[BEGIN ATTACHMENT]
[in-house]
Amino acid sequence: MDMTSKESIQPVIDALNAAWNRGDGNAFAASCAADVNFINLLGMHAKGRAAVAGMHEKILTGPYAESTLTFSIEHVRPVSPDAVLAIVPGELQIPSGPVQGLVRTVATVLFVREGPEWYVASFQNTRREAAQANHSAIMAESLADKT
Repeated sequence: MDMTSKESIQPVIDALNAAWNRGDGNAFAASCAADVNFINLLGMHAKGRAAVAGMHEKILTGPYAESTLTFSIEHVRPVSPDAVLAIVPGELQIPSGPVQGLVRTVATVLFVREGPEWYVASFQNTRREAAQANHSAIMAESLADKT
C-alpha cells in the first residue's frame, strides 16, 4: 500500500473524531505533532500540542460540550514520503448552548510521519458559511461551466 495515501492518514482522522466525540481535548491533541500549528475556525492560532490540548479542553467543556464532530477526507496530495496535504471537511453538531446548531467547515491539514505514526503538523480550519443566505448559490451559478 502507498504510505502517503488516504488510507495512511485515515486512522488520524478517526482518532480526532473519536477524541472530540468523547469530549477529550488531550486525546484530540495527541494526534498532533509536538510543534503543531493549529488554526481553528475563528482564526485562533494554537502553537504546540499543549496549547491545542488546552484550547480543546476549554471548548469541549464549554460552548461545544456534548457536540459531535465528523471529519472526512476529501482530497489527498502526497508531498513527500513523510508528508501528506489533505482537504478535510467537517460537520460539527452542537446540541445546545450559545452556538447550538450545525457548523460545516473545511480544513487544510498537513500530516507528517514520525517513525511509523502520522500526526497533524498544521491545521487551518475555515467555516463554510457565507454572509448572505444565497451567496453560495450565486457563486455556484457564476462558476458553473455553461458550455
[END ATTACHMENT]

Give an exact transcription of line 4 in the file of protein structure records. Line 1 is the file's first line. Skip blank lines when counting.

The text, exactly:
C-alpha cells in the first residue's frame, strides 16, 4: 500500500473524531505533532500540542460540550514520503448552548510521519458559511461551466 495515501492518514482522522466525540481535548491533541500549528475556525492560532490540548479542553467543556464532530477526507496530495496535504471537511453538531446548531467547515491539514505514526503538523480550519443566505448559490451559478 502507498504510505502517503488516504488510507495512511485515515486512522488520524478517526482518532480526532473519536477524541472530540468523547469530549477529550488531550486525546484530540495527541494526534498532533509536538510543534503543531493549529488554526481553528475563528482564526485562533494554537502553537504546540499543549496549547491545542488546552484550547480543546476549554471548548469541549464549554460552548461545544456534548457536540459531535465528523471529519472526512476529501482530497489527498502526497508531498513527500513523510508528508501528506489533505482537504478535510467537517460537520460539527452542537446540541445546545450559545452556538447550538450545525457548523460545516473545511480544513487544510498537513500530516507528517514520525517513525511509523502520522500526526497533524498544521491545521487551518475555515467555516463554510457565507454572509448572505444565497451567496453560495450565486457563486455556484457564476462558476458553473455553461458550455